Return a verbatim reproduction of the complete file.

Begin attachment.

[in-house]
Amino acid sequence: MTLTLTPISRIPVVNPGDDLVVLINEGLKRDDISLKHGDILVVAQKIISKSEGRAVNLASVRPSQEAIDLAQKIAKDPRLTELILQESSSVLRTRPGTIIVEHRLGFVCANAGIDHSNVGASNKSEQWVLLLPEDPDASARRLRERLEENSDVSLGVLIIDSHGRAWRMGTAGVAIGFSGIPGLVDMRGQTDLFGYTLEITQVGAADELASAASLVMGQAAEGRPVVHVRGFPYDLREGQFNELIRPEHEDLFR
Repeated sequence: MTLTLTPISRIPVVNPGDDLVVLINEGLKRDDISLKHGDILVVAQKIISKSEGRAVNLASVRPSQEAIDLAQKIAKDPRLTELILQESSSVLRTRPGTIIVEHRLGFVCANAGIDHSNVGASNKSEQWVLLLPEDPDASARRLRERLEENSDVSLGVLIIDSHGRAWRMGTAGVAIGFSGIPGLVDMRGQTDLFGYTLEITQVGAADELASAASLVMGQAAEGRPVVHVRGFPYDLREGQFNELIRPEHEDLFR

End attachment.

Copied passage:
[in-house]
Amino acid sequence: MTLTLTPISRIPVVNPGDDLVVLINEGLKRDDISLKHGDILVVAQKIISKSEGRAVNLASVRPSQEAIDLAQKIAKDPRLTELILQESSSVLRTRPGTIIVEHRLGFVCANAGIDHSNVGASNKSEQWVLLLPEDPDASARRLRERLEENSDVSLGVLIIDSHGRAWRMGTAGVAIGFSGIPGLVDMRGQTDLFGYTLEITQVGAADELASAASLVMGQAAEGRPVVHVRGFPYDLREGQFNELIRPEHEDLFR
Repeated sequence: MTLTLTPISRIPVVNPGDDLVVLINEGLKRDDISLKHGDILVVAQKIISKSEGRAVNLASVRPSQEAIDLAQKIAKDPRLTELILQESSSVLRTRPGTIIVEHRLGFVCANAGIDHSNVGASNKSEQWVLLLPEDPDASARRLRERLEENSDVSLGVLIIDSHGRAWRMGTAGVAIGFSGIPGLVDMRGQTDLFGYTLEITQVGAADELASAASLVMGQAAEGRPVVHVRGFPYDLREGQFNELIRPEHEDLFR